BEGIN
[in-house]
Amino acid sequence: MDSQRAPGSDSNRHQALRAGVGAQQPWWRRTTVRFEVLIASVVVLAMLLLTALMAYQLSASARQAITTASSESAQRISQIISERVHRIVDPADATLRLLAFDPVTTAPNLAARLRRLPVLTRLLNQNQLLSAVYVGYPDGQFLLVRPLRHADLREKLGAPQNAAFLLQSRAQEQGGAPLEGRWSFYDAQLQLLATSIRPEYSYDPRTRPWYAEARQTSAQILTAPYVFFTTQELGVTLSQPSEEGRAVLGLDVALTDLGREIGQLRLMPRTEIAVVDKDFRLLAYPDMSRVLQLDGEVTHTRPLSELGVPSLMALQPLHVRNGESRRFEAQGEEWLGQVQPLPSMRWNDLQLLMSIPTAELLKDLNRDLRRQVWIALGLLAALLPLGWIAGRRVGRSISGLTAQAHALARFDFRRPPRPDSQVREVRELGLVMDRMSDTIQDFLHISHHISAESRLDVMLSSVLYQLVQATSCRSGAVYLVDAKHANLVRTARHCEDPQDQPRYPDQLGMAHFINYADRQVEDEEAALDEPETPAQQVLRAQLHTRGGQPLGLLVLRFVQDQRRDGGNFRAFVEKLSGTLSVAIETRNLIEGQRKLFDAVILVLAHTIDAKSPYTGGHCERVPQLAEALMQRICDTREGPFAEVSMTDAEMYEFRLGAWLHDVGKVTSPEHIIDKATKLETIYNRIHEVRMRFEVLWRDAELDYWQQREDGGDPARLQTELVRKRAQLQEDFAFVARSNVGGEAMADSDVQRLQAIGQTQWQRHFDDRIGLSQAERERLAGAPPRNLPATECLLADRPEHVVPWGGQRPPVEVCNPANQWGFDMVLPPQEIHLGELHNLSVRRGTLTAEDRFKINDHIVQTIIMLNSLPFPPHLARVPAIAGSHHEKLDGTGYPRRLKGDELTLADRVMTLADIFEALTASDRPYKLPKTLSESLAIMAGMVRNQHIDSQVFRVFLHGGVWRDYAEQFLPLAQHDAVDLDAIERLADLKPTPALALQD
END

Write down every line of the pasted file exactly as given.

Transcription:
[in-house]
Amino acid sequence: MDSQRAPGSDSNRHQALRAGVGAQQPWWRRTTVRFEVLIASVVVLAMLLLTALMAYQLSASARQAITTASSESAQRISQIISERVHRIVDPADATLRLLAFDPVTTAPNLAARLRRLPVLTRLLNQNQLLSAVYVGYPDGQFLLVRPLRHADLREKLGAPQNAAFLLQSRAQEQGGAPLEGRWSFYDAQLQLLATSIRPEYSYDPRTRPWYAEARQTSAQILTAPYVFFTTQELGVTLSQPSEEGRAVLGLDVALTDLGREIGQLRLMPRTEIAVVDKDFRLLAYPDMSRVLQLDGEVTHTRPLSELGVPSLMALQPLHVRNGESRRFEAQGEEWLGQVQPLPSMRWNDLQLLMSIPTAELLKDLNRDLRRQVWIALGLLAALLPLGWIAGRRVGRSISGLTAQAHALARFDFRRPPRPDSQVREVRELGLVMDRMSDTIQDFLHISHHISAESRLDVMLSSVLYQLVQATSCRSGAVYLVDAKHANLVRTARHCEDPQDQPRYPDQLGMAHFINYADRQVEDEEAALDEPETPAQQVLRAQLHTRGGQPLGLLVLRFVQDQRRDGGNFRAFVEKLSGTLSVAIETRNLIEGQRKLFDAVILVLAHTIDAKSPYTGGHCERVPQLAEALMQRICDTREGPFAEVSMTDAEMYEFRLGAWLHDVGKVTSPEHIIDKATKLETIYNRIHEVRMRFEVLWRDAELDYWQQREDGGDPARLQTELVRKRAQLQEDFAFVARSNVGGEAMADSDVQRLQAIGQTQWQRHFDDRIGLSQAERERLAGAPPRNLPATECLLADRPEHVVPWGGQRPPVEVCNPANQWGFDMVLPPQEIHLGELHNLSVRRGTLTAEDRFKINDHIVQTIIMLNSLPFPPHLARVPAIAGSHHEKLDGTGYPRRLKGDELTLADRVMTLADIFEALTASDRPYKLPKTLSESLAIMAGMVRNQHIDSQVFRVFLHGGVWRDYAEQFLPLAQHDAVDLDAIERLADLKPTPALALQD